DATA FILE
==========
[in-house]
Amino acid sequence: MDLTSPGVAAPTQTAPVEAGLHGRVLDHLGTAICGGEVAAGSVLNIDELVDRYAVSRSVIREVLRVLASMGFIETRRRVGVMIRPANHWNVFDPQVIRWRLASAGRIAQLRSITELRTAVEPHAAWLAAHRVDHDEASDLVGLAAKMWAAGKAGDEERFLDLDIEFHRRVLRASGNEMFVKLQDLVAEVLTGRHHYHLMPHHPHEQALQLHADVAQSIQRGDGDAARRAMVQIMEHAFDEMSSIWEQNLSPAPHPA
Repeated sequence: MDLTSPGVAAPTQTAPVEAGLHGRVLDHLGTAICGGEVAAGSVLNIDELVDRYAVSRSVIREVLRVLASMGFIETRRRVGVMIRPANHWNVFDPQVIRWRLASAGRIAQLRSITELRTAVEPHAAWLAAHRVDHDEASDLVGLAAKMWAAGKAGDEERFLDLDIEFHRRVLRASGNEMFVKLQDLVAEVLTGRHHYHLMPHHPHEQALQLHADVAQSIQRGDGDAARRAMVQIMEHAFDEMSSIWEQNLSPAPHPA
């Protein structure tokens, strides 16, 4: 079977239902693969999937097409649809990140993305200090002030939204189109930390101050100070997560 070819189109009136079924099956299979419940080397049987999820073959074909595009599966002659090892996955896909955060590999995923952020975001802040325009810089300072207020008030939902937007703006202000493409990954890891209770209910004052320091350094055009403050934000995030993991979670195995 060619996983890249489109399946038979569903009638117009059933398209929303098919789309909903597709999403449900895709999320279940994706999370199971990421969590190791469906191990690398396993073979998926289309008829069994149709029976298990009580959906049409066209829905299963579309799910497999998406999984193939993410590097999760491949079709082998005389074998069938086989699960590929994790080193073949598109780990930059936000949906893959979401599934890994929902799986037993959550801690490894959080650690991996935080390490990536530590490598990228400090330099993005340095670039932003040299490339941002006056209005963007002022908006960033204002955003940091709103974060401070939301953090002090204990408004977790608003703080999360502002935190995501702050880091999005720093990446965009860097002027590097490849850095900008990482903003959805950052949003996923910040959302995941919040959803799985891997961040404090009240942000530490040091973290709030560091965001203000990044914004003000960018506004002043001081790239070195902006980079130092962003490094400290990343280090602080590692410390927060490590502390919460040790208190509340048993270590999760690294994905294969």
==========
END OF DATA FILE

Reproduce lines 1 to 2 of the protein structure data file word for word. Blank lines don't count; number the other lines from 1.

[in-house]
Amino acid sequence: MDLTSPGVAAPTQTAPVEAGLHGRVLDHLGTAICGGEVAAGSVLNIDELVDRYAVSRSVIREVLRVLASMGFIETRRRVGVMIRPANHWNVFDPQVIRWRLASAGRIAQLRSITELRTAVEPHAAWLAAHRVDHDEASDLVGLAAKMWAAGKAGDEERFLDLDIEFHRRVLRASGNEMFVKLQDLVAEVLTGRHHYHLMPHHPHEQALQLHADVAQSIQRGDGDAARRAMVQIMEHAFDEMSSIWEQNLSPAPHPA